Amazon has long been a thorn in the side of retailers across many industries, and now, taking some by surprise, it’s giving apparel a run for its money, all without a single mirror, dressing room, or personal stylist. A new survey by digital marketing agency CPC Strategy, as reported by Retail Dive, showed that more than half of online apparel shoppers bought clothing from the online retail giant in the past six months.

According to the survey, the Amazon clothing shoppers were more likely to be men than women, who still preferred buying from specific retailers’ websites. Free shipping (31%) preference for mobile shopping (26%) low prices (25%) and ease of filtering results (20%) rounded out the reasons clothes shoppers picked Amazon over other retailers.

Fast Fashion, Not High Fashion, Rules on Amazon

Casual apparel, athletic wear, outerwear and other basics were among the items most frequently purchased on Amazon, according to Retail Dive, so high fashion needn’t be worried just yet about Amazon eating their lunch, too. But it does highlight the importance of offering customers low prices, free shipping, and a well-designed website and mobile app that lets customers drill down into their specific buying preferences.

Amazon’s private label brand Amazon Essentials, which, as the name suggests, offers low-priced commonplace commodities like polo shirts, poses a concern to retailers who sell their wares through Amazon’s platform. Evidently the cost of doing business leveraging Amazon’s massive audience comes with a price. According to Retail Dive, digital research firm L2 recently showed how Amazon uses data from brands it sells on its website to create its own versions of the products. It points to the top-selling Amazon Essentials item, a men’s cotton pique polo shirt, which is nearly indistinguishable from Dockers’ version, and sold for half the price on Amazon.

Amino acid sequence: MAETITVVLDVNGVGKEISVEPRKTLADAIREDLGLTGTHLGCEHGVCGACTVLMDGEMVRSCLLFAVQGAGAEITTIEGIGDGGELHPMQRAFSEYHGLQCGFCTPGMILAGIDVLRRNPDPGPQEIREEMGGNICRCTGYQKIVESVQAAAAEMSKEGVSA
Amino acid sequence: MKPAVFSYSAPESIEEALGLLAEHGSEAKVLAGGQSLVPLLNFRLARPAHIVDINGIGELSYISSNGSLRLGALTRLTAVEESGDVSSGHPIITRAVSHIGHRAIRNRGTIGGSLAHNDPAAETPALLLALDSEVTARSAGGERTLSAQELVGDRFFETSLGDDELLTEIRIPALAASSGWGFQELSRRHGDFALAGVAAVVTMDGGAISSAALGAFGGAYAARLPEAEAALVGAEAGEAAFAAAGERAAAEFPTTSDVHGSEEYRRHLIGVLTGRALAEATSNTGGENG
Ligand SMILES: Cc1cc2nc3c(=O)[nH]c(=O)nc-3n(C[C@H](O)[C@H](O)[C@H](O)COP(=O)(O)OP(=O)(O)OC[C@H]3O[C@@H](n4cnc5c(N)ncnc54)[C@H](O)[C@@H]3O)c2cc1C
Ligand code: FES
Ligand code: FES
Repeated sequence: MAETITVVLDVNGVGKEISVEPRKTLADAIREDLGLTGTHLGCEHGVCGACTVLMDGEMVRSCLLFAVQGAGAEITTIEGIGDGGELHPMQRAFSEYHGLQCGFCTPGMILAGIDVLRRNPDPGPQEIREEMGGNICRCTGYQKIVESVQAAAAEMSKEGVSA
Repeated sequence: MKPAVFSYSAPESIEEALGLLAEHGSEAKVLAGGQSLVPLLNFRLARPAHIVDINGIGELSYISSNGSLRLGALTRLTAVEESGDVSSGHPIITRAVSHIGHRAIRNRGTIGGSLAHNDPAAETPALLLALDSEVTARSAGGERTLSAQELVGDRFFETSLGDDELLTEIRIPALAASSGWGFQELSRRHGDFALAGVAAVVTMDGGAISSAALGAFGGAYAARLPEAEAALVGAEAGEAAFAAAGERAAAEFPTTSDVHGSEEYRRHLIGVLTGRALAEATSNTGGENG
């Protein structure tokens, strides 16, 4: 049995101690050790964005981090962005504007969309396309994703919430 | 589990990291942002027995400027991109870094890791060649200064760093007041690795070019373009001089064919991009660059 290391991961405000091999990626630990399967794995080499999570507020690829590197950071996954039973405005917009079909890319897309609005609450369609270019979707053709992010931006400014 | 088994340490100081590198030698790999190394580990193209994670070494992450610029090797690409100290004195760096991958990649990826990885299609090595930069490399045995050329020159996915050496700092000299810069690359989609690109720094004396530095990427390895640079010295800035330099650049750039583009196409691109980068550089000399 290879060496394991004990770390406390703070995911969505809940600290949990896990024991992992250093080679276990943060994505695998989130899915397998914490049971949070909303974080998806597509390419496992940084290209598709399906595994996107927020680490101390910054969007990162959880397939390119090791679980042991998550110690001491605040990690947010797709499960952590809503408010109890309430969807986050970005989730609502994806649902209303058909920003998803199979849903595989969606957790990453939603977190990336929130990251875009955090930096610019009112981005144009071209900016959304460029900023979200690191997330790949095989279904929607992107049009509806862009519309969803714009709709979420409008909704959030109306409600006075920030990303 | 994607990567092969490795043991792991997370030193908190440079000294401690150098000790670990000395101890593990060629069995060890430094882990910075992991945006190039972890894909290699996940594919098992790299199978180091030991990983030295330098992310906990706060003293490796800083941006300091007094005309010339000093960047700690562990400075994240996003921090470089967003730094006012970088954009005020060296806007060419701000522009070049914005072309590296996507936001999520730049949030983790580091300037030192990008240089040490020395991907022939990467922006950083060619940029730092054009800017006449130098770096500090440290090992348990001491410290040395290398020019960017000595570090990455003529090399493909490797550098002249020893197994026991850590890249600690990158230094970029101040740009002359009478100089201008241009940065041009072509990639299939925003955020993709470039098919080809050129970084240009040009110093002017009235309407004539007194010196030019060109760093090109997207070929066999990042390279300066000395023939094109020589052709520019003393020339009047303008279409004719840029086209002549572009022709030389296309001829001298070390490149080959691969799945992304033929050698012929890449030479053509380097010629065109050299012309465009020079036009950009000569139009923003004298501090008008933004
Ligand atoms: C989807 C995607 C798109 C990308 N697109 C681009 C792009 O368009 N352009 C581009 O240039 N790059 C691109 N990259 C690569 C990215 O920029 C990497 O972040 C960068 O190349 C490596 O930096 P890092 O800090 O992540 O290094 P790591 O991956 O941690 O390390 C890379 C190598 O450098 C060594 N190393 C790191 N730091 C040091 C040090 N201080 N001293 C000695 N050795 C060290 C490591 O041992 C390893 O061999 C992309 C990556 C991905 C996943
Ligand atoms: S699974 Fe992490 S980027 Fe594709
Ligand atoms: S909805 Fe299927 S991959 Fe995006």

The Value of Brand Loyalty

Amazon’s size and scale enable it to produce markedly less expensive clothing than competitors, which draws casual clothing consumers who care more about price than brand recognition.

Non-Amazon clothing brands must then rely on the loyalty of their customers, for whom only the real McCoy will suffice. This presents its own challenges in courting the millennial shopper, who, according to Retail Customer Experience, are less brand-loyal than previous generations. They’re also the generation most likely to shop using mobile devices, which continues to be a necessary platform to retailers looking to reach this key demographic.

Amazon’s reach, their ability to absorb the cost of offering free shipping and returns, and their ability to quickly create and market their own store-brand clothing for a pittance gives them a big advantage over other apparel retailers, who find themselves grappling with the many rigors of competing with a force of nature like Amazon.

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